Semantic networks: an evidential formalization and its connectionist realization. (English) Zbl 0703.68089

Research Notes in Artificial Intelligence. London: Pitman Publishing; Los Altos, CA: Morgan Kaufmann Publ., Inc. 222 p. £19.95 (1988).
SHASTRI’s book describes how a high-level specification of hierarchically structured knowledge about concepts and their properties may be encoded as a massively parallel network of a simple processing elements. The evidential formalization of semantic networks leads to a principled treatment of exceptions, multiple inheritance and conflicting information during inheritance, and the best match or partial match computation during recognition. This formalization offers semantically justifiable solutions to a larger class of problems than existing formulations (e.g. default logic). The network operates without the intervention of a central controller or interpreter. The knowledge as well as mechanisms for drawing limited inferences on it are encoded within the network. It uses controlled spreading activation to solve inheritance and recognition problems in time proportional to the depth of the conceptual hierarchy independent of the total number of concepts in the conceptual structure. The number of nodes in the connectionist network is at most quadratic in the number of concepts.
The book has six chapters and one appendix. After the introduction in chapter 1 semantic networks their properties and formalizations are discussed in chapter 2. Especially the significance of inheritance and recognition and the evidential approach to it is pointed out here. Chapter 3 specifies a knowledge representation language. The problems of inheritance and recognition are reformulated in this language. In chapter 4 the evidential formalization and its application to inheritance and recognition are demonstrated. Section 4.1 derives an evidence combination rule. In the following two sections this rule is compared to the DEMPSTER-SHAFER evidence combination rule (section 4.2) and to the BAYES’ rule for computing conditional probabilities. The next two sections develop solutions to evidential inheritance (section 4.4) and evidential recognition (section 4.5) together with constraints for a conceptual structure. The connectionist realization of the memory network is developed in chapter 5. First the need for parallelism is discussed (section 5.1), then the connectionist model (section 5.2) and other massively parallel models of semantic memory (section 5.3) are reviewed. The connectionist encoding of the high-level specification is described in section 5.4 together with the connectivity and computational characteristics of node types. This is followed by examples of network encoding (section 5.5) and the elaboration of some implementation details (section 5.6). In section 5.7 and appendix A there is a proof that the proposed network solves the inheritance and recognition problem in accordance with the evidential formulation and in time proportional to the depth of the conceptual hierarchy. Section 5.8 describes the simulation of the proposed system on a conventional computer together with simulation runs of test examples often cited as being problematic. The book ends with a general discussion (chapter 6).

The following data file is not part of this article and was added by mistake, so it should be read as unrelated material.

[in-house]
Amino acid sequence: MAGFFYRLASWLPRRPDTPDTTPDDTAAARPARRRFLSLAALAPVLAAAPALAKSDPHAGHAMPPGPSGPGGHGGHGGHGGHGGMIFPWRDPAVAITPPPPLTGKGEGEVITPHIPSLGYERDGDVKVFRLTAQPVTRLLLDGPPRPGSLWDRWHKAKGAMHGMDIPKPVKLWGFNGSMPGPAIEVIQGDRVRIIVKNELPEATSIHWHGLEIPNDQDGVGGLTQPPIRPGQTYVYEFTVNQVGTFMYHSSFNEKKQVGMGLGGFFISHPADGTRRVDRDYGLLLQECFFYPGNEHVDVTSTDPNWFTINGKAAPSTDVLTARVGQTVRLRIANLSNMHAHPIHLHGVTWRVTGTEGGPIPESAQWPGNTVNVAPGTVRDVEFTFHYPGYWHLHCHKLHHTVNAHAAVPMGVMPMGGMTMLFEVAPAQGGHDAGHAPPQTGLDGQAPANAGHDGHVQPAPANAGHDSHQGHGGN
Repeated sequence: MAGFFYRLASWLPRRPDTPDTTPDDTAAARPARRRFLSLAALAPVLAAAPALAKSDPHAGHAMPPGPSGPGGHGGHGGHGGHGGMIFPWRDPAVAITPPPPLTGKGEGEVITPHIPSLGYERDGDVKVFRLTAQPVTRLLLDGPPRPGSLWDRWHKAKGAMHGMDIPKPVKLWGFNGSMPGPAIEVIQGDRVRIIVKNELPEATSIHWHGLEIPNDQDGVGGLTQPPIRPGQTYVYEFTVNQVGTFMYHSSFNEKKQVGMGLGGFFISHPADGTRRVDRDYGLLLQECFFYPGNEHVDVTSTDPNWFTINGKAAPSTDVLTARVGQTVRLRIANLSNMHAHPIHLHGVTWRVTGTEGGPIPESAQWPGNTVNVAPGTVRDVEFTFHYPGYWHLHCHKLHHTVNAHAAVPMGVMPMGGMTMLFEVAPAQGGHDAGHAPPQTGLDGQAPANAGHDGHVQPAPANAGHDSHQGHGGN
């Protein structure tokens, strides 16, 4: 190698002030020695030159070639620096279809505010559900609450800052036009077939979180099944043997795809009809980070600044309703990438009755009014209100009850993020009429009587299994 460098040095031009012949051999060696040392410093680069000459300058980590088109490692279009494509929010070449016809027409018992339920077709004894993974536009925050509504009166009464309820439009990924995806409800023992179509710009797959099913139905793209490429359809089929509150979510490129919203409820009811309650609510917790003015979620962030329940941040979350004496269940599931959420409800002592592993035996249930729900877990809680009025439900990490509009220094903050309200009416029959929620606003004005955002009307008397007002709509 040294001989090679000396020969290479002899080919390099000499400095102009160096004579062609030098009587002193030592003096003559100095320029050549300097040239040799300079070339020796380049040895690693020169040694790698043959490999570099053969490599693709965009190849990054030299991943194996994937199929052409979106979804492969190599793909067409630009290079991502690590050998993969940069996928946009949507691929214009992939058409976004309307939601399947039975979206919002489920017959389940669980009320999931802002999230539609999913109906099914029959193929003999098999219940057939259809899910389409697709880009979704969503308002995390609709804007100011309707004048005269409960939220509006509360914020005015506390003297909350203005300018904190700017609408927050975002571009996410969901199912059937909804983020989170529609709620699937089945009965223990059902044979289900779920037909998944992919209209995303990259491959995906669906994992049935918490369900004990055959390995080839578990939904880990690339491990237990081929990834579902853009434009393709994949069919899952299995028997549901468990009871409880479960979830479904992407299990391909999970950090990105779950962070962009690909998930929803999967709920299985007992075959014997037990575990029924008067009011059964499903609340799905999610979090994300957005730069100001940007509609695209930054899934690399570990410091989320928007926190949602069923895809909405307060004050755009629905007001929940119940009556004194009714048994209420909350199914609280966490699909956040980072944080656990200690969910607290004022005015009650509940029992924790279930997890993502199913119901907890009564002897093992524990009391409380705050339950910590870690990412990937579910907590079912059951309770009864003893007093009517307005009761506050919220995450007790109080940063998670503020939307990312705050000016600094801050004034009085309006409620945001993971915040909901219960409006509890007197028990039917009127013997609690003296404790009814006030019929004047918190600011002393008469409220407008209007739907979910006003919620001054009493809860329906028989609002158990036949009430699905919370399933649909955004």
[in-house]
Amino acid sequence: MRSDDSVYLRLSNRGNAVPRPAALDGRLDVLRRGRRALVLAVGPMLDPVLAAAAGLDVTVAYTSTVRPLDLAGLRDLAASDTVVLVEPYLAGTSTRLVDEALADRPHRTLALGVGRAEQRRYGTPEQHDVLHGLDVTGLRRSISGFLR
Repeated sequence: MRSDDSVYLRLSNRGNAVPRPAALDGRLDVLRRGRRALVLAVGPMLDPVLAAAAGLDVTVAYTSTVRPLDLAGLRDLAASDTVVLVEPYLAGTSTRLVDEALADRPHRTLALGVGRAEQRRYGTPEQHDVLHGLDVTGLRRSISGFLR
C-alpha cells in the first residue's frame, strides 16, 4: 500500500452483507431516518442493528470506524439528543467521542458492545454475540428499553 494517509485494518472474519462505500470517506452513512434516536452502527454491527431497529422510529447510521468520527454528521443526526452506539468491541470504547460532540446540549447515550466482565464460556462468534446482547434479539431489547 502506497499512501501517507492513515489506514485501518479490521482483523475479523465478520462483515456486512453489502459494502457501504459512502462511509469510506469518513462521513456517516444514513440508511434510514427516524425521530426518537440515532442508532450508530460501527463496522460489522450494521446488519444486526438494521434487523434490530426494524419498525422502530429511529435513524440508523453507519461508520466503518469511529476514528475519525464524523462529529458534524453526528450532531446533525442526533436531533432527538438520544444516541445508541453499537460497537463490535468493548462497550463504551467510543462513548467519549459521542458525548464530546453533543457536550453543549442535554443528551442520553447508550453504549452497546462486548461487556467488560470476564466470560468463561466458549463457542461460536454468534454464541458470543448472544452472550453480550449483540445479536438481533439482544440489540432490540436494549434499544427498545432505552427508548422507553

Reviewer: C.Moebus


68T30 Knowledge representation
68-02 Research exposition (monographs, survey articles) pertaining to computer science